This week is a time to re­mem­ber what Easter is re­ally all about

The Covington News - - OPINION - Con­tin­u­ing a long-stand­ing Easter Week tra­di­tion in this space. You can reach Dick Yar­brough at yarb2400@bell­; at P.O. Box 725373, At­lanta, Ge­or­gia 31139; on­line at dick­ or on Face­book at www.face­­yarb.

I wish I had been there. In Jerusalem. With Jesus.

I wish I could have wit­nessed the events of a week that changed the world for­ever.

I wish I could have ac­com­pa­nied Jesus into the city as he rode astride a don­key and watched the crowds throw their cloaks be­fore him, cheer­ing the man they thought had come to lift the yoke of Ro­man op­pres­sion from their necks. The Mes­siah. The new David. I won­der if I would have got­ten caught up in all the ex­cite­ment and hoped that when he took over Is­rael, Jesus would give me a high­level job in his ad­min­is­tra­tion.

I wish I could have asked him first­hand why he was rid­ing a don­key. It was a well-known fact that con­quer­ing kings ride stal­lions, not don­keys. I sus­pect Jesus would have smiled pa­tiently and said he was not the Prince of War. He was the Prince of Peace.

I wish I could have been there when Jesus over­turned the ta­bles in the tem­ple and ran off the usu­ri­ous mon­ey­chang­ers along with the live­stock and doves they were sell­ing to the masses for a big profit. He called the place a “den of thieves” and ac­tu­ally took a whip af­ter them. It wasn’t the first time a re­li­gious in­sti­tu­tion for­got who they were there to serve and, sadly, it won’t be the last.

I wish I could have told Jesus that his rare dis­play of tem­per had played right into the hands of the lo­cal power struc- ture threat­ened by his pop­u­lar­ity among the peo­ple. I would have re­minded him that they wanted to get rid of him any­way and were just look­ing for an ex­cuse and that he had given them a big one. I sus­pect he al­ready knew that.

I wish I could have seen the look on the faces of the re­li­gious lead­ers when they tried to en­gage him in de­bate and re­al­ized quickly that they were badly out of their league. I would have laughed and clapped and hooted at them un­til I saw the look of dis­ap­proval on the face of Christ. This wasn’t a game to him.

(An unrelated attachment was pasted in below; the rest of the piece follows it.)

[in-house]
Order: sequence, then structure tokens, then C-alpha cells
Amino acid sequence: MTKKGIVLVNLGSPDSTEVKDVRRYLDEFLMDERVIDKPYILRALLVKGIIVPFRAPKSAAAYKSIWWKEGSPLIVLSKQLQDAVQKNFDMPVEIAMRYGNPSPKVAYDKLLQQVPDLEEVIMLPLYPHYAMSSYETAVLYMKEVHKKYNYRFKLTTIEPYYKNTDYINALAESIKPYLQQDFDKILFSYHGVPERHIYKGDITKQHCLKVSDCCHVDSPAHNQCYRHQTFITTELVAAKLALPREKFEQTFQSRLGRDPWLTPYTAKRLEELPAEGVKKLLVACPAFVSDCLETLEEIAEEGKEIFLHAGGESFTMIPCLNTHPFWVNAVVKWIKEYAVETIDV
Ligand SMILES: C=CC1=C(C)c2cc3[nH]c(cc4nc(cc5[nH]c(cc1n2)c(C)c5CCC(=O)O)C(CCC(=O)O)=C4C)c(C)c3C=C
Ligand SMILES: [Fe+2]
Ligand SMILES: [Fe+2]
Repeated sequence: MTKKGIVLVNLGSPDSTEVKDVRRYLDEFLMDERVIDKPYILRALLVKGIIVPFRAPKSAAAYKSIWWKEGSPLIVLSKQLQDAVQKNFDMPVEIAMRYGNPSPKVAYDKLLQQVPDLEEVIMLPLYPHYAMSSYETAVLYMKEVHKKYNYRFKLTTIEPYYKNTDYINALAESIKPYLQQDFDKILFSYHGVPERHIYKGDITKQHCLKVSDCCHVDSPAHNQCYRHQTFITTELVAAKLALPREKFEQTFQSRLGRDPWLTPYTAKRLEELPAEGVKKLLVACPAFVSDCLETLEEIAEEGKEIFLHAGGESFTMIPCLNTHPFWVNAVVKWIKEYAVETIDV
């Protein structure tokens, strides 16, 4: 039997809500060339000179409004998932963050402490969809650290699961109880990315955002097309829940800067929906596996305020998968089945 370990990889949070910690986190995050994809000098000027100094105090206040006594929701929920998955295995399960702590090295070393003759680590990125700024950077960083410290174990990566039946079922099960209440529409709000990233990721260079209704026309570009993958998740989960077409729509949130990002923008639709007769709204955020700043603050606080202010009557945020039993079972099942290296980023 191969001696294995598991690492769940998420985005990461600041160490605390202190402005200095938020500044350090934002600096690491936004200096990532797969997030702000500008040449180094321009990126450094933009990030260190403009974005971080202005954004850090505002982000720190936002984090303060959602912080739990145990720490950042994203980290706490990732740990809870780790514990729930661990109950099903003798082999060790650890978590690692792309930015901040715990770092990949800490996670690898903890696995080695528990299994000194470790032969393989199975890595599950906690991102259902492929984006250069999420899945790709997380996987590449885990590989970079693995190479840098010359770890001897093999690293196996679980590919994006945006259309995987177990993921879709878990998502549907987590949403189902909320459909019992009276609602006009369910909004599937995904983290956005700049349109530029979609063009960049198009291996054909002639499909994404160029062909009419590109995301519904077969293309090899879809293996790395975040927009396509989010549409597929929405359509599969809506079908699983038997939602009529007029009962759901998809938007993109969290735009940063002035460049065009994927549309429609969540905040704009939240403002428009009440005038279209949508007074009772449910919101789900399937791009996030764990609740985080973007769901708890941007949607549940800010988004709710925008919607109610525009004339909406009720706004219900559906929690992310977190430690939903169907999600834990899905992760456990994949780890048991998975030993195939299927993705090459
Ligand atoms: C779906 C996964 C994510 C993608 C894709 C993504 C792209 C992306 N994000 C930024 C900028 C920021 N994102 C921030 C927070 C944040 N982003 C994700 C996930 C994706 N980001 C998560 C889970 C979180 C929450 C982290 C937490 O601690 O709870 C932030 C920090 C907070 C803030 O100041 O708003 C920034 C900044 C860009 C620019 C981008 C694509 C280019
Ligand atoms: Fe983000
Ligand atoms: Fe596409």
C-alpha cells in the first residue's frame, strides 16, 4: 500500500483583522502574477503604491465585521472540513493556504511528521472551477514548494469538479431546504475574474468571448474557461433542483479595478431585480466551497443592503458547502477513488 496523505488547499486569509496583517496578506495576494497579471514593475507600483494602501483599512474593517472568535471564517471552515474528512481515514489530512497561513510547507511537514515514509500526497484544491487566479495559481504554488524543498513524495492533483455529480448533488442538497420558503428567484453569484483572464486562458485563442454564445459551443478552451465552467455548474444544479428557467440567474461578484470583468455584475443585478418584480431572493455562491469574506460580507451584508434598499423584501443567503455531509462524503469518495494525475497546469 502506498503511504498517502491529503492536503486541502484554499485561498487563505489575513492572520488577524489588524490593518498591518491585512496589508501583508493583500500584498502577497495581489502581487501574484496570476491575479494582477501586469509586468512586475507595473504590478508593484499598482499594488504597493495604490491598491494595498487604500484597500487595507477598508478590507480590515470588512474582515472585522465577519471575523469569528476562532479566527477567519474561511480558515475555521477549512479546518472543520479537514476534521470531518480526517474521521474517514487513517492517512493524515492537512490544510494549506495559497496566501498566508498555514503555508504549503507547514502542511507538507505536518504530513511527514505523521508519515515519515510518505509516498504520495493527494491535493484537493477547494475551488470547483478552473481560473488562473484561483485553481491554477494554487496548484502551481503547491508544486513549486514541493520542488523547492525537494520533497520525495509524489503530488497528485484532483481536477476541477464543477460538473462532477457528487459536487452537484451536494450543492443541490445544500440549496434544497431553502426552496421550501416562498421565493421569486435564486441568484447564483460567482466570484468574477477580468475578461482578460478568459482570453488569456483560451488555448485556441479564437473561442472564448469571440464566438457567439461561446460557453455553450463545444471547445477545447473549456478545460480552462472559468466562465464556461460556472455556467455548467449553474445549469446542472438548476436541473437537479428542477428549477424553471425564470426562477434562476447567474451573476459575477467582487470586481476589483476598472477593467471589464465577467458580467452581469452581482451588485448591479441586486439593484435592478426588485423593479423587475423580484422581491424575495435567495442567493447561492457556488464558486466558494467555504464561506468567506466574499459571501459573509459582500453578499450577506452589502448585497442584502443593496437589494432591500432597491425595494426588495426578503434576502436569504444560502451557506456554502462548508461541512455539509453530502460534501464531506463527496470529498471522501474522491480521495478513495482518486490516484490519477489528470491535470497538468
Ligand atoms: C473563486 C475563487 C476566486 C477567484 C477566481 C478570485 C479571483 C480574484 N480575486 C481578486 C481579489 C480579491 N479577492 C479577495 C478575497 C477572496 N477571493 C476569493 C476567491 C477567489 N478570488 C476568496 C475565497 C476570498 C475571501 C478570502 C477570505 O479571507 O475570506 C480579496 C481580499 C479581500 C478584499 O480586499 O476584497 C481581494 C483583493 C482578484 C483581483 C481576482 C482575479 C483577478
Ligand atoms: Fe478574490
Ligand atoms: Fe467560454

I wish I had been there to keep an eye on Ju­das Is­car­iot. He prob­a­bly thought that the way Jesus was act­ing, we were all go­ing to get in trou­ble and he wanted no part of it. Had I been there, I would have told him to get with the pro­gram and quit whin­ing. It likely would have done no good. He was pure evil.

I wish I could have been with Jesus dur­ing the Passover meal. The Last Sup­per. When he washed the feet of his fol­low­ers. When he told his dis­ci­ples af­ter serv­ing them bread and wine if they wanted to be great, they must be­come ser­vants as he had been. When he knew Ju­das would be­tray him and Peter would deny him and that dark hours were ahead, still he main­tained his seren­ity be­cause he had ac­com­plished what he had set out to do. What an ex­tra­or­di­nary time that must have been!

I wish I could have been some com­fort to him in Geth­se­mane, al­though I am not sure what I could have said that would have made a dif­fer­ence. Know­ing me, I would have got­ten into a con­fronta­tion with the mob that came for him and called them hyp­ocrites and prob­a­bly tried to get a piece of Ju­das. I think I would have greatly dis­ap­pointed Jesus who would have won­dered if I had heard any­thing he said over the past three years.

I wish I knew what I would have done dur­ing the mock­ery of a trial, the hu­mil­i­a­tions he suf­fered and the cru­ci­fix­ion. Would I have thrown up my hands in de­spair and left him to die? Would I have wor­ried I might be next? Would I have de­nied know­ing him? These are easy to an­swer in hind­sight, but I sus­pect I would have been scared then. Very scared.

I wish I had been with his fol­low­ers on that ex­tra­or­di­nary morn­ing three days later when they looked in the tomb and saw it empty. What had been to­tal de­spair was now un­speak­able joy. Christ was alive! He had risen! Hal­leluiah!

Yes, I wish I had been in Jerusalem that ex­tra­or­di­nary week. I wish you could have been with me. Af­ter what we wit­nessed, maybe we could re­mem­ber that Easter isn’t about dyed eggs, bun­nies and jelly­beans — as ex­cit­ing as those things may be for lit­tle ones. Easter is about cel­e­brat­ing the one who died for our sins and gives us hope that some­thing bet­ter awaits us when this life is done. A mirac­u­lous week. A joy­ous day. That is what Easter is about. I wish we would all re­mem­ber that.


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